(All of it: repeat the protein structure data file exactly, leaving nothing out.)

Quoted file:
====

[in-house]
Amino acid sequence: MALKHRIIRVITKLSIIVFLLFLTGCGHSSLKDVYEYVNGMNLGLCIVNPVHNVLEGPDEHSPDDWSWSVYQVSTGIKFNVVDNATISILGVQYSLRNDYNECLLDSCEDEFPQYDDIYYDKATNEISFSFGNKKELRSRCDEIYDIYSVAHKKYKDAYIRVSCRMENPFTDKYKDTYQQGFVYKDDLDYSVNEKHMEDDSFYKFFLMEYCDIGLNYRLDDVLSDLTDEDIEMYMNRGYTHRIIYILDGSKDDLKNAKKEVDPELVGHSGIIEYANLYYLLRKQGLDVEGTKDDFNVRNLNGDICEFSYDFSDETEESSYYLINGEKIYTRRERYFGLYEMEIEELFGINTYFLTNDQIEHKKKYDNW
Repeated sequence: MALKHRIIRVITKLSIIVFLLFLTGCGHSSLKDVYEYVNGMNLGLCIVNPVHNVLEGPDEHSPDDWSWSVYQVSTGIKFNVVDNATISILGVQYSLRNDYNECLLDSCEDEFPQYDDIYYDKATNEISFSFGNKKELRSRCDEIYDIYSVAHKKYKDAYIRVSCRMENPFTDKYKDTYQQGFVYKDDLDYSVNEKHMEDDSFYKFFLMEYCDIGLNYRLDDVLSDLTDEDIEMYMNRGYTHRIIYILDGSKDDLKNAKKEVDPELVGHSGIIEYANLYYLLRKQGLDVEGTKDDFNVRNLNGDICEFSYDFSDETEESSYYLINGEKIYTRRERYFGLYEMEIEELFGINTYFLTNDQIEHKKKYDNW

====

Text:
[in-house]
Amino acid sequence: MALKHRIIRVITKLSIIVFLLFLTGCGHSSLKDVYEYVNGMNLGLCIVNPVHNVLEGPDEHSPDDWSWSVYQVSTGIKFNVVDNATISILGVQYSLRNDYNECLLDSCEDEFPQYDDIYYDKATNEISFSFGNKKELRSRCDEIYDIYSVAHKKYKDAYIRVSCRMENPFTDKYKDTYQQGFVYKDDLDYSVNEKHMEDDSFYKFFLMEYCDIGLNYRLDDVLSDLTDEDIEMYMNRGYTHRIIYILDGSKDDLKNAKKEVDPELVGHSGIIEYANLYYLLRKQGLDVEGTKDDFNVRNLNGDICEFSYDFSDETEESSYYLINGEKIYTRRERYFGLYEMEIEELFGINTYFLTNDQIEHKKKYDNW
Repeated sequence: MALKHRIIRVITKLSIIVFLLFLTGCGHSSLKDVYEYVNGMNLGLCIVNPVHNVLEGPDEHSPDDWSWSVYQVSTGIKFNVVDNATISILGVQYSLRNDYNECLLDSCEDEFPQYDDIYYDKATNEISFSFGNKKELRSRCDEIYDIYSVAHKKYKDAYIRVSCRMENPFTDKYKDTYQQGFVYKDDLDYSVNEKHMEDDSFYKFFLMEYCDIGLNYRLDDVLSDLTDEDIEMYMNRGYTHRIIYILDGSKDDLKNAKKEVDPELVGHSGIIEYANLYYLLRKQGLDVEGTKDDFNVRNLNGDICEFSYDFSDETEESSYYLINGEKIYTRRERYFGLYEMEIEELFGINTYFLTNDQIEHKKKYDNW